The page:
A few years ago now I was trying to think of something different to do for Valentine’s Day when I remembered seeing a set of vases hanging on the wall of a shop and decided to see if I could make something similar. This hanging vase project is the result.
The vases look especially good when used with sunflowers and work well together when placed on a wall together in a pair or group of three.
What you need to make a hanging vase
- A plank of Pine board measuring at least 30cm long, 9cm wide and 2cm deep.
- A piece of dowel, 7mm in diameter by 3cm long.
- About one meter of string.
- One glass vase with a diameter of about 2.5cm and a length of about 25cm.
- Wood glue.
- Black paint.
- A saw, hand or power to trim the board.
- A drill with 7mm and 2mm bits.
- Sand paper.
- A pair of Scissors.
Step One: Cut the hanging vase board to size
Cut and trim your Pine board to the required dimensions and use the sandpaper to tidy up any rough edges so you can work with the wood without getting splinters.
The finished board should be 30cm long.
Note: The length of the wood is ultimately determined by the length of the vase you use. If the vase is longer than 25cm, just adjust the length of the board to match.
Step Two: Mark up and drill holes
In total you need to drill seven holes in the board as follows:
- Two 2mm diameter holes that are 7cm from the bottom of the board, are each 2.5cm from their respective sides and that go right through the board.
- One 7mm diameter hole that is 2cm from the bottom of the board centred 4.5cm from each side and is 1cm deep. A depth gage can be used to prevent drilling through the board.
- Two 2mm diameter holes that are 7cm from the top of the board, are each 2.5cm from their respective sides and that go right through the board.
- Two 2mm diameter holes that are 7cm from the top of the board, are each 2.0cm from their respective sides and that go right through the board.
The picture below shows the layout and measurements:
Step Three: Prepare and affix the dowel that will support the vase
Cut the dowel to a length of 3cm and use the sandpaper to smooth and slightly round off the ends.
Apply a little wood glue to one end of the dowel and push it into the 7mm hole. If it is quite a snug fit, a gentle tap with a hammer or a piece of offcut wood may be required to get it to go in.
As an optional step if you have a power sander, once the glue is dry you can sand the top of the dowel flat to provide a better surface for the vase to sit on.
Note: If you accidentally drill right through the board when trying to drill the 1cm deep hole, just add an extra centimetre to the length of the dowel.
Step Four: Sand back and paint
Use the sandpaper to round of any sharp corners and ensure that all the surfaces are clean and smooth. With the sanding complete, wipe the wood down with a slightly damp cloth to ensure all dust is removed.
At this point, once any moisture has evaporated the piece is ready to paint. Depending on the paint you have, you may need one or two coats.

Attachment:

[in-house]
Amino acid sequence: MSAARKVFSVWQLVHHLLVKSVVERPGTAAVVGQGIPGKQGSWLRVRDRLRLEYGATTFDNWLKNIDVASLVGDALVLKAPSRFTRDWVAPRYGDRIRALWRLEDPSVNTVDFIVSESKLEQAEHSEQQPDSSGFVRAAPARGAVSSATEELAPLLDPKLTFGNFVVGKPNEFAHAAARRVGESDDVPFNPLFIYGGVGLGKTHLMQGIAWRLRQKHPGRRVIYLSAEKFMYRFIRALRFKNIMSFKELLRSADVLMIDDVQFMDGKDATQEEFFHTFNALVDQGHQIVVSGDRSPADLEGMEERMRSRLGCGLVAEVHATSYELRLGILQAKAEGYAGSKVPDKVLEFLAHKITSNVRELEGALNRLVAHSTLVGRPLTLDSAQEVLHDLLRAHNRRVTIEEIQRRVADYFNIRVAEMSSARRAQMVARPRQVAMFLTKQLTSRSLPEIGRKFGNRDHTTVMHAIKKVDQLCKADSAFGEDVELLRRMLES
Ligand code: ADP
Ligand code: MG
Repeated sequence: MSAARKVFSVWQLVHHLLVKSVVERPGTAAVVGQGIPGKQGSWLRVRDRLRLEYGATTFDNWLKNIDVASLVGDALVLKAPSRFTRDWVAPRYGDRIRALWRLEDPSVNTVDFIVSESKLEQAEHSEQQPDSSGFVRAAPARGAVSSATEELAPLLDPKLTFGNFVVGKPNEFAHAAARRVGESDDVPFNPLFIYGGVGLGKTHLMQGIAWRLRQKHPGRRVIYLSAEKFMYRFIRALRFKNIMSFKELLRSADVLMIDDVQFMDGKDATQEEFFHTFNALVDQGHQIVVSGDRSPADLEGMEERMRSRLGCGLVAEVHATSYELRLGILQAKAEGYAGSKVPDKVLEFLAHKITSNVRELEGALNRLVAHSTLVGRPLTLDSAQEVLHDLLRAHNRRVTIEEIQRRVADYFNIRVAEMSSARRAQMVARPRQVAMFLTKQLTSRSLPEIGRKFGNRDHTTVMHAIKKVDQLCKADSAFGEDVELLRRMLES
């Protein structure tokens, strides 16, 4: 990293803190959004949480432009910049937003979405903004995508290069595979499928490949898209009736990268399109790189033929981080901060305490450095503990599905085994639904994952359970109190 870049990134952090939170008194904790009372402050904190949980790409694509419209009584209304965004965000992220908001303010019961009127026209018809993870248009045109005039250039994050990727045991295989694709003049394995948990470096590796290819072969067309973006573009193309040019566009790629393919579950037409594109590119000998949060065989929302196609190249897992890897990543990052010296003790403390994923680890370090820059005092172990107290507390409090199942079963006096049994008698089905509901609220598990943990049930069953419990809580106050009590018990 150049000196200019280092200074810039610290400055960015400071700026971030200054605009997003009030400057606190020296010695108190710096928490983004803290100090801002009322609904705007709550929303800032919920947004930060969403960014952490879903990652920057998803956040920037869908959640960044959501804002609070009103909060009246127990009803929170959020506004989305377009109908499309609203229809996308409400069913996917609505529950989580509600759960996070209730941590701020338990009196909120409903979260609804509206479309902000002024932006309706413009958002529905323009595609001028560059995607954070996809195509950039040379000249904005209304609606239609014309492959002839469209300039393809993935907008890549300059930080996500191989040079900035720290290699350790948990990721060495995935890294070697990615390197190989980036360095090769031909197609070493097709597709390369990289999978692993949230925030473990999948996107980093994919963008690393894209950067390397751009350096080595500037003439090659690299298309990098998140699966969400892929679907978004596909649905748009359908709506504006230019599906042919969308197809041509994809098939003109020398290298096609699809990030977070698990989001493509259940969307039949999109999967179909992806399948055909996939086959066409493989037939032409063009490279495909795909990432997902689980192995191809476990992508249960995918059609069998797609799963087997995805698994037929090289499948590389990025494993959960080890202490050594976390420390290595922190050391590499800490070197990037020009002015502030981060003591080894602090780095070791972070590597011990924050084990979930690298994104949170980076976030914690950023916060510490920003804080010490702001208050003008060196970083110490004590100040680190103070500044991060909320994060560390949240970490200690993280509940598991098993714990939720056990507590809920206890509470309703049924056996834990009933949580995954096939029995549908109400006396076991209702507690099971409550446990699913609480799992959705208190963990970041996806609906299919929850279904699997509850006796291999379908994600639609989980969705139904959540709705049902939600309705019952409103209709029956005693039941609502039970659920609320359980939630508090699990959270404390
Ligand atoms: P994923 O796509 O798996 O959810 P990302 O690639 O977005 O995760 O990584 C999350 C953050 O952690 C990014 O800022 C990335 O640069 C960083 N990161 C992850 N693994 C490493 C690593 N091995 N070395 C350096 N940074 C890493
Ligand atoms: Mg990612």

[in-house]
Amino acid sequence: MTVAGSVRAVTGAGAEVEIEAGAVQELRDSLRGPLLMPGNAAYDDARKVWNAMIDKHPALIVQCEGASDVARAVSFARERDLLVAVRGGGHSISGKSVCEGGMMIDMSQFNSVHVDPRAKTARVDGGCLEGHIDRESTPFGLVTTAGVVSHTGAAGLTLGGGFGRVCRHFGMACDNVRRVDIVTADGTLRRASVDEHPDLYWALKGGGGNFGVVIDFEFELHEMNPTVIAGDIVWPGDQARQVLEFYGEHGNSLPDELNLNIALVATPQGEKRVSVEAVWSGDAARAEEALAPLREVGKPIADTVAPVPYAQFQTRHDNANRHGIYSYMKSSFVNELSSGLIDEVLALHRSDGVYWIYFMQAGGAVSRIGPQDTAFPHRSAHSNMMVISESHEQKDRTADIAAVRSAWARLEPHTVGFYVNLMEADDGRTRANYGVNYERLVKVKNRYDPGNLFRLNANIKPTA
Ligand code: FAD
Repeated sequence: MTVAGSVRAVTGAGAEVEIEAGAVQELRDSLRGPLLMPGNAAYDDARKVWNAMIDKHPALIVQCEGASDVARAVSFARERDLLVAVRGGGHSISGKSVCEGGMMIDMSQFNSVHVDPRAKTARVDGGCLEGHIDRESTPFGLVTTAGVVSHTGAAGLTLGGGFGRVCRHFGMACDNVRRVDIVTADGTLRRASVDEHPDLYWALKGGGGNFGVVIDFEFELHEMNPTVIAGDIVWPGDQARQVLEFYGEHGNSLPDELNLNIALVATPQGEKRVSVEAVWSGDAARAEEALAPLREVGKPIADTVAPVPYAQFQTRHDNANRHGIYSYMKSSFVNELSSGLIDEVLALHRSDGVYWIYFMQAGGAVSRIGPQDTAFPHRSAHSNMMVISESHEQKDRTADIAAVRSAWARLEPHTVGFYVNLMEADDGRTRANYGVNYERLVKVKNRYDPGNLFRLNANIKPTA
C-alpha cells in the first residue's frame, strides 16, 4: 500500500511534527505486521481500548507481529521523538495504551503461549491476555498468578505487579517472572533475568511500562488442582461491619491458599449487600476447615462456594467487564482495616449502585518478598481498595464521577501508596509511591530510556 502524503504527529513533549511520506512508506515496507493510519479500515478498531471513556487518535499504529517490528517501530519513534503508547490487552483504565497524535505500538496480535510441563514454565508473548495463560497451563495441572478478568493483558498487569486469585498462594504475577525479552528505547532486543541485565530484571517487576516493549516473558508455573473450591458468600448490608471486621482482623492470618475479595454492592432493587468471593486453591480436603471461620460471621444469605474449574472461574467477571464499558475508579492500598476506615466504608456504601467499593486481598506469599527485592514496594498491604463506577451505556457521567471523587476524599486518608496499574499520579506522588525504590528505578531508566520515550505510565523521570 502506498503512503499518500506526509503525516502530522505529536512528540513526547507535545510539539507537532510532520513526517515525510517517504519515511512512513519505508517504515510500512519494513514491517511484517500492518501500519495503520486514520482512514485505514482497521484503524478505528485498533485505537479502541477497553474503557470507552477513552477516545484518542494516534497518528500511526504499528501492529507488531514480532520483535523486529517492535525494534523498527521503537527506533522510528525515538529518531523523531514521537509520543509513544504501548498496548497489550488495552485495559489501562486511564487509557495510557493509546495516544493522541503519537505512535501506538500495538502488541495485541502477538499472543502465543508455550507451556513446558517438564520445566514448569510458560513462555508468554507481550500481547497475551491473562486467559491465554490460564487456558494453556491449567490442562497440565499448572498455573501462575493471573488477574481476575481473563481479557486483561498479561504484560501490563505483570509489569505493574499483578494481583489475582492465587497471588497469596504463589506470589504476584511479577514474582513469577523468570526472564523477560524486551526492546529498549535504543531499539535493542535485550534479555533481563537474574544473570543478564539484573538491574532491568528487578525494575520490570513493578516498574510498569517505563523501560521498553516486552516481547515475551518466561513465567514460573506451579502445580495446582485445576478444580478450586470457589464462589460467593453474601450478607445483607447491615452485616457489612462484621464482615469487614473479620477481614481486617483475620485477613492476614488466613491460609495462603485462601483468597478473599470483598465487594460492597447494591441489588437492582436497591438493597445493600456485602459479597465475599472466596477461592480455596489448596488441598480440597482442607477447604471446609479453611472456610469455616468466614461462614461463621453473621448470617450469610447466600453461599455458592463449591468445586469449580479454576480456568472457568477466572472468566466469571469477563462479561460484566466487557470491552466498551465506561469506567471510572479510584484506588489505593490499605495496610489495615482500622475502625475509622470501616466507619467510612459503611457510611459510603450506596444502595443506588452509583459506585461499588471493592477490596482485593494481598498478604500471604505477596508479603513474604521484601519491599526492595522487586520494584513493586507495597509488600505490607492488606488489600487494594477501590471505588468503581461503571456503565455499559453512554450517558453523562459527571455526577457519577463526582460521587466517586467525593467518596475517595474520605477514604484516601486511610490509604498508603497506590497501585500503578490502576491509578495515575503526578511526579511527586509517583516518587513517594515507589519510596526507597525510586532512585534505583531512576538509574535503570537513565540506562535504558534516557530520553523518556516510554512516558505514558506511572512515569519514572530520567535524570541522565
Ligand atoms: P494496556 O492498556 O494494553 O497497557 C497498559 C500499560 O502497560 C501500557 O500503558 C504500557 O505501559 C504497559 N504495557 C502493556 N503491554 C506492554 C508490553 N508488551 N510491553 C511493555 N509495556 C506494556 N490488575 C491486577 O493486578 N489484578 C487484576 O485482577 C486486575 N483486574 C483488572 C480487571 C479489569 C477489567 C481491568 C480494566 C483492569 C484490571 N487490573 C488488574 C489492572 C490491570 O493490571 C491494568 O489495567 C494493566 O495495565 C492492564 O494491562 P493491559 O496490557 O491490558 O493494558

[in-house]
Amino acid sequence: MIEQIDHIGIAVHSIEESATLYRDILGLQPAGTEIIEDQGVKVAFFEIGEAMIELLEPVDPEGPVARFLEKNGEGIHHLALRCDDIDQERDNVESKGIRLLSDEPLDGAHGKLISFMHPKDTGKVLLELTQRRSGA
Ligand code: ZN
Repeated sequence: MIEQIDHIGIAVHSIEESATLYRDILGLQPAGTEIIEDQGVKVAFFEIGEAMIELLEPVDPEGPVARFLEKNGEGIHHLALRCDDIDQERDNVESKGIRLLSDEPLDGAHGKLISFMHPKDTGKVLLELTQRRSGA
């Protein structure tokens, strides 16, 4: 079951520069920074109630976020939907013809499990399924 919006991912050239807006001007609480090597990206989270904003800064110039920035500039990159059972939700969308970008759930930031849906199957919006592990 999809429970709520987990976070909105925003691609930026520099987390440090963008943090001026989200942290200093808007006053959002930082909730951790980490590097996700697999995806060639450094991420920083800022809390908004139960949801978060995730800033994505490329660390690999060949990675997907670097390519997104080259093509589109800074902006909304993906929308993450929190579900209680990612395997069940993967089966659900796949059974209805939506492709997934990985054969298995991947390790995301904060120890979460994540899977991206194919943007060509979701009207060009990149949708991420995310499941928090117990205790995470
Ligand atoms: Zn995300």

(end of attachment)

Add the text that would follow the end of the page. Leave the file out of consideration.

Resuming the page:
Note: While painting, you will need to ensure that the six holes in the board do not get clogged or blocked. You can do this by poking a toothpick through each hole to ensure any paint that has got inside will not block it.
Step Five: Thread the string that will secure the hanging vase
Threading the string may look a daunting task but is actually quite straight forward. The following picture shows the order in which the string should be passed through the board.
The string you use must be at least one meter in length when you start.
Starting from the back of the board, thread the string through hole 1 and pull it through until there is about 15 – 20 cm left at the back.
Loop the long end back around through hole 2 and pull the string through.
Make sure you leave a loop big enough to fit your vase through at the front of the board.
Next, on the back of the board, run the string from hole 2 and thread it through hole 3.
Return the string back through hole 4 on the front of the board and pull through. Again make sure to leave a loop big enough for your vase.
Take the string from hole 4 and thread it through hole 5. Again, leave some slack so that you have a loop that is big enough to use to hang the vase.
On the front finish off by threading the string back through the final hole(6). This will give you a nice double loop to hold the top of the vase. There will also be enough string left on the back to tie a good knot to hold the whole thing together.
With the knot tied the knot is tied and the end of the string trimmed you are now able to insert the vase and pull the hanging string tight to ensure it is held firmly in place.
Step Six: Add the Vase and hang
The project is now complete. To install the hanging vase, simply check to make sure that the vase is held firmly in place and hang it on a wall hook.
To finish off, just add a nice sunflower and a little water before stepping back to enjoy.
Don’t stop with one hanging vase
What could be better than one hanging vase? Why, three of them of course. They look particularly good when hung together. As they are so easy to make. Why not make more and play with the arrangement.